by Victor Davis Hanson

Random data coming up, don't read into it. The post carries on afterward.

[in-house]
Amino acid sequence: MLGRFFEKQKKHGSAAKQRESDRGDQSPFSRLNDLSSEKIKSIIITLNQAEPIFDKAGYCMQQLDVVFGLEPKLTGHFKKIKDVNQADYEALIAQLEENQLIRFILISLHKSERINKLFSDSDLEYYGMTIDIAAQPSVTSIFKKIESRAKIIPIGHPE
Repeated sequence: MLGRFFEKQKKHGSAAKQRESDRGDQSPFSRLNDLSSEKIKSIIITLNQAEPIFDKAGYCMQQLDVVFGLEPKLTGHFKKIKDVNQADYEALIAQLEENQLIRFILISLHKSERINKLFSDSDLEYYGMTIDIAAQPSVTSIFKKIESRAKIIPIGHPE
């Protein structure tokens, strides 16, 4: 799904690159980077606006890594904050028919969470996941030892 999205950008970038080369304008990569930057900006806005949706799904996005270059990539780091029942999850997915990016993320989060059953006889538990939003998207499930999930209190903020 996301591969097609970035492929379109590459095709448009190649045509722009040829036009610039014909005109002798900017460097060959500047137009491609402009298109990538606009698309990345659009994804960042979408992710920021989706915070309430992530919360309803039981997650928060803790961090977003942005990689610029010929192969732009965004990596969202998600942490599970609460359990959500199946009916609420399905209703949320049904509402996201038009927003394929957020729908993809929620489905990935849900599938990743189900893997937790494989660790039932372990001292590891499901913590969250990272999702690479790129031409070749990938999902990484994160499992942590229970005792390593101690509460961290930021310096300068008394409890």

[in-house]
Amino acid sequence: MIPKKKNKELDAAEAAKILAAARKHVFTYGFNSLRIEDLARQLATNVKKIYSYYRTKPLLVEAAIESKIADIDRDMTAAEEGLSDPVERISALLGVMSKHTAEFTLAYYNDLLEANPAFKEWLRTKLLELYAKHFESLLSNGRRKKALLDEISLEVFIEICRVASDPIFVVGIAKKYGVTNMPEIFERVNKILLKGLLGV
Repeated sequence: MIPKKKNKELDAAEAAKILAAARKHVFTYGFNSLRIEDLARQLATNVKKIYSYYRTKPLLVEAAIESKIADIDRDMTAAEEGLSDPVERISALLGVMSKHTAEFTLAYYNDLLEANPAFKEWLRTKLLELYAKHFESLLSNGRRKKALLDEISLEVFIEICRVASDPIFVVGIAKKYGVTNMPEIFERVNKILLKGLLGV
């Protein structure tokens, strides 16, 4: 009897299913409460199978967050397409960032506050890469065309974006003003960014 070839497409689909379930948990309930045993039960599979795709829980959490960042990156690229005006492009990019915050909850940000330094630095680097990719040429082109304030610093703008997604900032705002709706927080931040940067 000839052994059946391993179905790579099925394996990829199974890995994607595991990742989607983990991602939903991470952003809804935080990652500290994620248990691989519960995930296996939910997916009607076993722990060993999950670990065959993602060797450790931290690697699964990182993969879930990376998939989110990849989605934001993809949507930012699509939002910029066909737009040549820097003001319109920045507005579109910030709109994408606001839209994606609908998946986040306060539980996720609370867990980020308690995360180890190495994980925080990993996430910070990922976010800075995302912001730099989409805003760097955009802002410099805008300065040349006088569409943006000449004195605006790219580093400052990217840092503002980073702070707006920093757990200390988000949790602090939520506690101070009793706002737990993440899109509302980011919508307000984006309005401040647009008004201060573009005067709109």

Richard Holbrooke was a throwback to the days of Harry Truman, when there was an idea that Democratic diplomats were at the forefront of advancing American interests in no-nonsense and unambiguous terms. Sometimes such directness was critical, cutting right through the Balkan labyrinth and thus leading to a cessation of violence; at other times, as in the morass of Afghanistan, the Holbrookian record is less clear. He clearly represented a wing of the Democratic party that used to be its mainstream: his unabashed and idealistic confidence in the utility of American power, and his faith that his sometimes flawed nation was far better than the alternative and did not have to be perfect to be quite good. One does not see too many like him left among contemporary Democratic grand diplomats, and I think that is a pity.